Email address

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An email[2] address, serving as a distinct marker for an individual’s electronic mail account, adheres to a specific format: local-part@domain. The local-part, not exceeding 64 octets, denotes the specific mailbox, and the domain, limited to 255 octets, points to the mail server. These email addresses are indispensable for correspondence through PCs, mobile devices, or webmail platforms, and frequently serve as user verification on websites. Yet, the correct format doesn’t necessarily confirm existence. Methods like callback verification are utilized to validate the existence of mailboxes. Emails are relayed via the Internet[3] utilizing the SMTP protocol as defined in RFC5321 and 5322, with the SMTP client employing the domain name[1] to locate the mail exchange IP address. Moreover, the IETF has made strides to internationalize email addresses, allowing non-ASCII characters. The email address’s domain must comply with stringent rules, including a character limit of 63 and the incorporation of letters, digits, and hyphens.

Terms definitions
1. domain name. Domain names are textual identifiers that signify internet resources, including computers and services. They symbolize ownership or control of a resource and offer a memorable name for these entities. The structure of a domain name consists of labels concatenated and separated by dots, arranged in a hierarchy from right to left. Each label can hold 1 to 63 octets, and the total domain name should not go beyond 253 ASCII characters. The Domain Name System (DNS) converts these domain names into IP addresses, aiding in the distribution of web traffic among various servers. Organized in a tree structure, domain names have Top-Level Domains (TLDs) like .com, .org, .net at the topmost level. The Internet Corporation for Assigned Names and Numbers (ICANN) manages the allocation of TLDs and accredits domain registrars. Domain names can also be internationalized, with numerous registries adopting the Internationalized domain name (IDNA) system approved by ICANN. The domain name sector is vulnerable to cyber threats such as spoofing, but protective measures are in place.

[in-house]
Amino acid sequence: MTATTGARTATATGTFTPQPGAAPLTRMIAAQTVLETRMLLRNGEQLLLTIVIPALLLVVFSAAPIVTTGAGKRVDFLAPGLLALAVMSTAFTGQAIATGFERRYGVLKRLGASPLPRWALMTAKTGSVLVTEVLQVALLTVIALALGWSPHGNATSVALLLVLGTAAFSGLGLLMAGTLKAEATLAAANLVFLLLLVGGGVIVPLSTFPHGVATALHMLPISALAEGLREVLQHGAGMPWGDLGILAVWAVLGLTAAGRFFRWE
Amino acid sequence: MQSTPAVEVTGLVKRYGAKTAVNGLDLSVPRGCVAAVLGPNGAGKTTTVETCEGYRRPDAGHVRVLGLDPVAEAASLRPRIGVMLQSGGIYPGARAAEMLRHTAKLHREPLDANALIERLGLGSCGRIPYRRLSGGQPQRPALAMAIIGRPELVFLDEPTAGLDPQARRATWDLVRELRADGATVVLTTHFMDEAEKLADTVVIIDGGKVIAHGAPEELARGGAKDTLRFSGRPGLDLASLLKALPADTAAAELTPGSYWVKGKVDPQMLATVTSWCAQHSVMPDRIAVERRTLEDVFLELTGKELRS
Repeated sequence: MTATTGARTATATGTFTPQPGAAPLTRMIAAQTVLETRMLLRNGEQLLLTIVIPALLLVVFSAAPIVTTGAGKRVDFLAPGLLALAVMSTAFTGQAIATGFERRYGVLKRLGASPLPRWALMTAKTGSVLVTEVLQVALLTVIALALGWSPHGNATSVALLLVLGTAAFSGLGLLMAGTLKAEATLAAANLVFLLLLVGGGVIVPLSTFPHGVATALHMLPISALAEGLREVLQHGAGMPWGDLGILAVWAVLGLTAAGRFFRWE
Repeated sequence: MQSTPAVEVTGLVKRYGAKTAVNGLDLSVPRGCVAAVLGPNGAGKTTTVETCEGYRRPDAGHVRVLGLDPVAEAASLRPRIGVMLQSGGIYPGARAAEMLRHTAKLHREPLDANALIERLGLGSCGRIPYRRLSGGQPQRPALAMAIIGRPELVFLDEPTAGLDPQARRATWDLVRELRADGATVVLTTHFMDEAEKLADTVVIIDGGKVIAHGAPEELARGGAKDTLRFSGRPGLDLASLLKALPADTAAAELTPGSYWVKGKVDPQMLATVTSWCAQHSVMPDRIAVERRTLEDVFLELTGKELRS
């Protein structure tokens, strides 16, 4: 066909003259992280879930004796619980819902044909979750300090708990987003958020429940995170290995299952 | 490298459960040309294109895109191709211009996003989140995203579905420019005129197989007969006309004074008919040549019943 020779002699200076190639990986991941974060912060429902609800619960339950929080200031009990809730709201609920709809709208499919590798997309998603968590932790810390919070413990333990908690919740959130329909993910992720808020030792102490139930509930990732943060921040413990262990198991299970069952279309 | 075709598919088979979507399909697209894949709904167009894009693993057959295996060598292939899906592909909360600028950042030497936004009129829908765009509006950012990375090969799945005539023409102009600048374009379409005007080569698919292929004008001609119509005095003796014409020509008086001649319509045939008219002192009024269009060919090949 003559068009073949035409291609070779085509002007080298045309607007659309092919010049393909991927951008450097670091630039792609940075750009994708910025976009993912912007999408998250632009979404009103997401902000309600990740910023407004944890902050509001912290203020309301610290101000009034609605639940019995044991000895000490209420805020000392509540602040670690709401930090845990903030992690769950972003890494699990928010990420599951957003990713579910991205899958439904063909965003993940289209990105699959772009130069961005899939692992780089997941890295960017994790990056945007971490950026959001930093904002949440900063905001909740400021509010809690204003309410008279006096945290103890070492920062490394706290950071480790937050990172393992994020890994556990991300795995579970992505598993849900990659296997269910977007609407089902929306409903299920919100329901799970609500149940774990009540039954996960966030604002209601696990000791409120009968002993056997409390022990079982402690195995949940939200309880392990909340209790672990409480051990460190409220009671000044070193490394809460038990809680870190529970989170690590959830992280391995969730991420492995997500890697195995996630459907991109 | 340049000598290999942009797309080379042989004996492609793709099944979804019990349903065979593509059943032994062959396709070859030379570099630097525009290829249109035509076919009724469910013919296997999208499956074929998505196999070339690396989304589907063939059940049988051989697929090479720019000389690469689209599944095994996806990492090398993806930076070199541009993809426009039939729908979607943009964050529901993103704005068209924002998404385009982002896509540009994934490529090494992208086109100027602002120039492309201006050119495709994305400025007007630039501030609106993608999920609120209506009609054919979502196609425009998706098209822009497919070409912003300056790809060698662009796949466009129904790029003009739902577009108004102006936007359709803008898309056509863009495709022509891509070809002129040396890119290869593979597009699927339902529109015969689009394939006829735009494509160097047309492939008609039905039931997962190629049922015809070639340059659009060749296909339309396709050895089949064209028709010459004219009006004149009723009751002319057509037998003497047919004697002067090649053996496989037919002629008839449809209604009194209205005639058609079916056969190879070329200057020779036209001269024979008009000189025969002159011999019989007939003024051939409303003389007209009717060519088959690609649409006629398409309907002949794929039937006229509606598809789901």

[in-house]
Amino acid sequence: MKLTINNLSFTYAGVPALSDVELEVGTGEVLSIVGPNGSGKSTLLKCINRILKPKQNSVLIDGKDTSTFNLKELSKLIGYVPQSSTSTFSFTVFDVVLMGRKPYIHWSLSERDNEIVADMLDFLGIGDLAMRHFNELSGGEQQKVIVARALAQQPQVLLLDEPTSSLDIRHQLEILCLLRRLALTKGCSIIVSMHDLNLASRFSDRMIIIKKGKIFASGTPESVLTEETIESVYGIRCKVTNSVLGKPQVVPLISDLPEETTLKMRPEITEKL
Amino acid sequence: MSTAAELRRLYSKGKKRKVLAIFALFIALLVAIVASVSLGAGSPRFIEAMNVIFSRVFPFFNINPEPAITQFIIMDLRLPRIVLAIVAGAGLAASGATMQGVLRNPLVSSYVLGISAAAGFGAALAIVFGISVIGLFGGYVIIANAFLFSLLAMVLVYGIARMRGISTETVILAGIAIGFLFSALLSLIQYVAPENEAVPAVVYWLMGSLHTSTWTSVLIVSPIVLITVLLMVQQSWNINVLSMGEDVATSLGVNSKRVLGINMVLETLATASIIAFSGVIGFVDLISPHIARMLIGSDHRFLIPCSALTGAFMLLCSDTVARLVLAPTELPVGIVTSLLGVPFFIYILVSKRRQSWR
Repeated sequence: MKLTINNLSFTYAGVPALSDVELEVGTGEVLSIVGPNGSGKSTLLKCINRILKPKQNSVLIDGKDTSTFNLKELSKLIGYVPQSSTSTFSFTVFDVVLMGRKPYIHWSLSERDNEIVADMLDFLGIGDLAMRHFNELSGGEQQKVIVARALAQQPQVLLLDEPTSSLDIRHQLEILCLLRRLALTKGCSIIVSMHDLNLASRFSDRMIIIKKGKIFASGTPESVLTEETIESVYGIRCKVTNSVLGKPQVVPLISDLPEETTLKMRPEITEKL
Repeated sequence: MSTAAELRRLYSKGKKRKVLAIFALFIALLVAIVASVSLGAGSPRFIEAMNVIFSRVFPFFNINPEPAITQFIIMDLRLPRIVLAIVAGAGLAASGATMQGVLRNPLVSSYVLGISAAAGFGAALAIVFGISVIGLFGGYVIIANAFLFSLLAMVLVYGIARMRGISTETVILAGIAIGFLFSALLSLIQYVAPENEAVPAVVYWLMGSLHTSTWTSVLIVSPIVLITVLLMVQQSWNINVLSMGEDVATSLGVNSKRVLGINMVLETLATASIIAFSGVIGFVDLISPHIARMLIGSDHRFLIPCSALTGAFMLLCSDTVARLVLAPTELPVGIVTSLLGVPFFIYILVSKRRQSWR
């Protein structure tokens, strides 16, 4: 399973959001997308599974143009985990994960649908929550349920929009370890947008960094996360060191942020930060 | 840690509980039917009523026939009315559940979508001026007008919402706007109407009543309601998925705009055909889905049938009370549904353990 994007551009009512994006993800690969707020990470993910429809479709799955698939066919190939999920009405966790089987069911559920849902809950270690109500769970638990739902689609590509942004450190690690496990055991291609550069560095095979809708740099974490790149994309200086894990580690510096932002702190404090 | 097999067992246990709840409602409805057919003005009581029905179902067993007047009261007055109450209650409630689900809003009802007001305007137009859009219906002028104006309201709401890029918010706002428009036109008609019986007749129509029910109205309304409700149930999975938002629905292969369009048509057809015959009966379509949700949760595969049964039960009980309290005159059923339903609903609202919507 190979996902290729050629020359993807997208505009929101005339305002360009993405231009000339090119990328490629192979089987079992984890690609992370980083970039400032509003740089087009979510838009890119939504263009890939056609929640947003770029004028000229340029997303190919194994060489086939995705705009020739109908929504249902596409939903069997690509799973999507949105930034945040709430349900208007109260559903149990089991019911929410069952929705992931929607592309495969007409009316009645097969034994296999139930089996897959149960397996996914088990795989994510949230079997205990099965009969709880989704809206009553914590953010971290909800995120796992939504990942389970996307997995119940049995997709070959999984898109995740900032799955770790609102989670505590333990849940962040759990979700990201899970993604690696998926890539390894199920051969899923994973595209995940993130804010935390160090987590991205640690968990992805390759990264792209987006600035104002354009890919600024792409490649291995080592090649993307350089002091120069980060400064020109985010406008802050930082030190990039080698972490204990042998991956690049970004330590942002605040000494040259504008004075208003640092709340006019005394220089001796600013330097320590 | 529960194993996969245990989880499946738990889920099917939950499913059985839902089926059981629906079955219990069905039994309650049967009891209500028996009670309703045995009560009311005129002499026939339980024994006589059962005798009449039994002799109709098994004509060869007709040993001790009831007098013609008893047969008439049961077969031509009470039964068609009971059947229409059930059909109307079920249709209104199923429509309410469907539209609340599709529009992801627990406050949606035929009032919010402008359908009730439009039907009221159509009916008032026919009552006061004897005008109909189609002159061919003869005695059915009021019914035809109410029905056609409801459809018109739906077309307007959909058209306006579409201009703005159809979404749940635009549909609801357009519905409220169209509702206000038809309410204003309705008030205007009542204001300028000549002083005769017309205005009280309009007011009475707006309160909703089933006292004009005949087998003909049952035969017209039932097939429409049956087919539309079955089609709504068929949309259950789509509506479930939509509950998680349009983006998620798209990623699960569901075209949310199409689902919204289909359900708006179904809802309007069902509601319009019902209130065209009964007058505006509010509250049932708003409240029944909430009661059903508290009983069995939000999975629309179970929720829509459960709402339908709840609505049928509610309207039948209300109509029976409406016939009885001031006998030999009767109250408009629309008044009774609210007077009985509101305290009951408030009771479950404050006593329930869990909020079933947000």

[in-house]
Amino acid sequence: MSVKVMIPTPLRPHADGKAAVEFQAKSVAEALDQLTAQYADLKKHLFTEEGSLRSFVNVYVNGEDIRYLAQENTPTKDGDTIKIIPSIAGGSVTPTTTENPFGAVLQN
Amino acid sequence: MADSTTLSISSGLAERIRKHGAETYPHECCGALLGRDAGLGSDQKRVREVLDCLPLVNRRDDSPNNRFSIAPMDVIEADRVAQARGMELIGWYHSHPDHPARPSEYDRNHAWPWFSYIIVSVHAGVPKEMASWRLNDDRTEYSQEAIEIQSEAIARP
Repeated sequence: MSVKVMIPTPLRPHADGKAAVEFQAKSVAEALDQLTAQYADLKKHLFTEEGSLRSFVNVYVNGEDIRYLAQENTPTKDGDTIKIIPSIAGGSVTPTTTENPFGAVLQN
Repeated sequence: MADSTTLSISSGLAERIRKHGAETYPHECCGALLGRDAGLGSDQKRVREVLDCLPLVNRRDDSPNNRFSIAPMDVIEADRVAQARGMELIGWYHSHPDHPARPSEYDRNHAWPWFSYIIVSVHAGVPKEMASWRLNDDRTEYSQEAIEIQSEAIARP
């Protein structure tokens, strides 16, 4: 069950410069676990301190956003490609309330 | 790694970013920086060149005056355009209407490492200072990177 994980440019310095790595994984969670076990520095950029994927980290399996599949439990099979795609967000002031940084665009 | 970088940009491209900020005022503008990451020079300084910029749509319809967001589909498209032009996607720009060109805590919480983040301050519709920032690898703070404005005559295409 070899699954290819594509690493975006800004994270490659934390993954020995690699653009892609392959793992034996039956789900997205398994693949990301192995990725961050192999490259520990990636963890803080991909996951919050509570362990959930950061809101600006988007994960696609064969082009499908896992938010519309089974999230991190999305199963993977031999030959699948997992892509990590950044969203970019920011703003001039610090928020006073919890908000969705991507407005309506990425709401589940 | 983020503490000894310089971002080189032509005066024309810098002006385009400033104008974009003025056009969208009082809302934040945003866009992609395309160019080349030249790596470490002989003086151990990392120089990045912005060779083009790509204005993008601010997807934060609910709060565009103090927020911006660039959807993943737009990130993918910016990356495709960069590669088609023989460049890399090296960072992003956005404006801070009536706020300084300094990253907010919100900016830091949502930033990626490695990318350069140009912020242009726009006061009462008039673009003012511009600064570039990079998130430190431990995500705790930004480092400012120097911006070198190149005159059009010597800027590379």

2. email. Email, a vital communication tool since its introduction in 1975, has become an integral part of our daily lives. This system functions over computer networks and the internet, enabling global message transmission and reception. While 'email' is the commonly accepted term in style guides, variations such as 'E-mail' are occasionally used, especially in American and British English contexts. The process of this system includes a sender composing a message via a Mail User Agent (MUA), which then sends it to the recipient's mail exchange server. The recipient's MUA subsequently retrieves the message. Thanks to the Multipurpose Internet Mail Extension (MIME), emails can now include multimedia content. For safety, email systems employ a store-and-forward model, whereby email servers receive, forward, store, and deliver messages. This method facilitates email exchanges without requiring users to be online simultaneously.
Email address (Wikipedia)

An email address identifies an email box to which messages are delivered. While early messaging systems used a variety of formats for addressing, today, email addresses follow a set of specific rules originally standardized by the Internet Engineering Task Force (IETF) in the 1980s, and updated byRFC 5322 and 6854. The term email address in this article refers to just the addr-spec in Section 3.4 of RFC 5322. The RFC defines address more broadly as either a mailbox or group. A mailbox value can be either a name-addr, which contains a display-name and addr-spec, or the more common addr-spec alone.

An email address, such as, is made up from a local-part, the symbol @, and a domain, which may be a domain name or an IP address enclosed in brackets. Although the standard requires the local-part to be case-sensitive, it also urges that receiving hosts deliver messages in a case-independent manner, e.g., that the mail system in the domain treat John.Smith as equivalent to john.smith; some mail systems even treat them as equivalent to johnsmith. Mail systems often limit the users' choice of name to a subset of the technically permitted characters.

With the introduction of internationalized domain names, efforts are progressing to permit non-ASCII characters in email addresses.

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